Prevent Crime, Be A Great Parent

We need more happy kids.

A recent New York Times article on the growing research into the genetic basis for crime – research that in the past would have been both technologically impossible and highly criticized as pointing toward eugenics – notes that it’s not just DNA that influences criminal behavior. Like almost everything else in human development (education level, age at marriage, number of children), the environment plays a huge role. And it acts early.

Researchers agree that here is no single “crime gene”. Instead, a group of so-far-unidentified genes seem to act together to tilt an individual toward crime, through traits such as aggression and anti-social behaviors. The role of empathy is hugely important, as well. Psychopaths, for example, exhibit little to none. But in the continuing nature versus nurture debate, nurture is increasingly seen to play an essential role in “turning on” the genes that influence crime.

People, even children, exhibit self-control to various degrees. Children who have been taught to wait for rewards, to delay gratification of simple desires, maintain self-control for longer periods. A Duke University researcher, Terrie E. Moffitt, studied 1,000 New Zealand children from birth onward, and found that the more self-control children were able to display by age 3, the less likely they were to commit crimes much later in life. “Forty-three percent of the children who scored in the lowest fifth on self-control were later convicted of a crime, she said, versus 13 percent of those who scored in the highest fifth.”

Adrian Raine, of the University of Pennsylvania, recently presented a paper that demonstrated how the brains of toddlers could be used to predict with significant accuracy whether the child would later commit a crime. Looking at variations in a part of the brain that regulates emotions – the amygdala, associated with antisocial personality disorder (ASPD) – he found that some children’s brains contained smaller amygdalas, and that that dearth (which is responsible for fear conditioning) could be key to understanding why ASPD-affected people fail to fear the consequences of their antisocial behavior. However, the development of that part of the brain could be affected not only by genetics, but also by maternal nutrition and by the way children have been treated.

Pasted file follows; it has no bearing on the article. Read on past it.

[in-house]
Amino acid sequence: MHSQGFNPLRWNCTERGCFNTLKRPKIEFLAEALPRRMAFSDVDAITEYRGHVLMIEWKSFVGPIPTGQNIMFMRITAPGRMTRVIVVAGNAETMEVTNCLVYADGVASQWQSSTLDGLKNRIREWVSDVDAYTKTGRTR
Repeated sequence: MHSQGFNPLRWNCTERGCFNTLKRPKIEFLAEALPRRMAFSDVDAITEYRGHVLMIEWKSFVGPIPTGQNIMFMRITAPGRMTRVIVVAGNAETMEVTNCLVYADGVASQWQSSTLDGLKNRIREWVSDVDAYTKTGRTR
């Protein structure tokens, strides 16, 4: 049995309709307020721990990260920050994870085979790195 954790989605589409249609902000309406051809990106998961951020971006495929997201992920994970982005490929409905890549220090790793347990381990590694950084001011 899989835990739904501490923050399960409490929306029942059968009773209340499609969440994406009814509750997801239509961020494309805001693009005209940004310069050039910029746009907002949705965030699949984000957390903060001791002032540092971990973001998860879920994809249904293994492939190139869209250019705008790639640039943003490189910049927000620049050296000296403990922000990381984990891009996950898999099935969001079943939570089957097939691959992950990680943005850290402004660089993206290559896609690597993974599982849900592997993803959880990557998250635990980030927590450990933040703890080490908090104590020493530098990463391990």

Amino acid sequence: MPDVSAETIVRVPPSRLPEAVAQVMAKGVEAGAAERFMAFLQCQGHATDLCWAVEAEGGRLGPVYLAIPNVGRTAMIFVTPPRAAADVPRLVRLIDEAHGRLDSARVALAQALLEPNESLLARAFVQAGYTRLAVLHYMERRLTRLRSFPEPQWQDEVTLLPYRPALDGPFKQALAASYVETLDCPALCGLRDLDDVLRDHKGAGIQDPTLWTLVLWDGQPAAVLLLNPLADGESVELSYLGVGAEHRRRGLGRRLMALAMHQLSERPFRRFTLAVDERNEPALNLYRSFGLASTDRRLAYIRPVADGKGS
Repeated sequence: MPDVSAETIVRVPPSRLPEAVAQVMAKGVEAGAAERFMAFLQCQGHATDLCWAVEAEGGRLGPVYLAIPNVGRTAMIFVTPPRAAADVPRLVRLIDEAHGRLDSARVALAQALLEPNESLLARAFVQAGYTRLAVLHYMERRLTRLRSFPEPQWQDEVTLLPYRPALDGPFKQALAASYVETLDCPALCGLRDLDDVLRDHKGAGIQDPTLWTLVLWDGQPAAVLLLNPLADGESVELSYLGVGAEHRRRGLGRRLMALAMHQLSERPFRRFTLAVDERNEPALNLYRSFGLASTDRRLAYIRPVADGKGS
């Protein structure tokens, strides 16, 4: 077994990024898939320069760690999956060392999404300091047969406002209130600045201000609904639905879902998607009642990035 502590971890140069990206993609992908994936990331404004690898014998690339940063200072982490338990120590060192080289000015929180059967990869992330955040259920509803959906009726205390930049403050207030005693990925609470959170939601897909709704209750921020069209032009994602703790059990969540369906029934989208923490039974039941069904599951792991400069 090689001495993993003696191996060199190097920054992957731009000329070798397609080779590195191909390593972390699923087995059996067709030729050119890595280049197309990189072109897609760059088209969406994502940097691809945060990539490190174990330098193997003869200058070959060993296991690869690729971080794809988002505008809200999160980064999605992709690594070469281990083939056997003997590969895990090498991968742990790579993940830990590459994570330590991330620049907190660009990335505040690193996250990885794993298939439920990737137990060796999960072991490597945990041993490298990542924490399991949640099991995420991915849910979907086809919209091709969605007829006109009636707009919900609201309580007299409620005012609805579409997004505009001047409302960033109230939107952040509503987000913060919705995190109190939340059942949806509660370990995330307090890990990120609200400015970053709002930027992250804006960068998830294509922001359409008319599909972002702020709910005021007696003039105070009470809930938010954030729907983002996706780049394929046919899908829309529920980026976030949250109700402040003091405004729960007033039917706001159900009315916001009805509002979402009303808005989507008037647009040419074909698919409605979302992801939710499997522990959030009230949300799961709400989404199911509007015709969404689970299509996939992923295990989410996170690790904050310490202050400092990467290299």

At Florida State University, Kevin Beaver points out that while genetics may account for some aggression, the markers for it seem to be associated with many genes that, depending on the environment, may be either left quiescent or – in a stressful environment full of negativity and violence – turned on, like an extremely slow-motion flick of a light switch. Beaver studied male twins and siblings (some separated at birth and raised in very different families) to determine how factors such as having delinquent friends, violence in the home, or living in a poor neighborhood “switch on” a predisposition to antisocial behavior. What he found was that in boys who were not exposed to risk factors – whose home environments were positive – the genetic “switch” was left off. In boys who lived with at least eight risk factors, however, the “switch” had been flipped on, leading to violence.

What does this say? It says that early environment is crucial to children’s development. Parents who provide a non-violent household, good structure, guidance, training, good nutrition, love, physical affection and gentle humor are on the right track for producing healthy children. Seeking out healthy friends and neighborhoods is also crucial. Even a child from a healthy family is affected by surrounding violence, which can push a genetic switch to “on”.

It’s not just bad genes, bad seed. No child asks to be raised in a violent family or a neighborhood characterized by neglect and criminality. No child wants to attend a school with leaking buildings and uncaring teachers. A child who by the age of 12 has faced all these challenges is one who – without his even knowing it – may have had the genetic switch of criminal behavior turned on.

Social context – which begins in the family – is, as always, crucial.

Link to NYTimes article:


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Filed under Family, Health, Law, Love, Nature, News, Science

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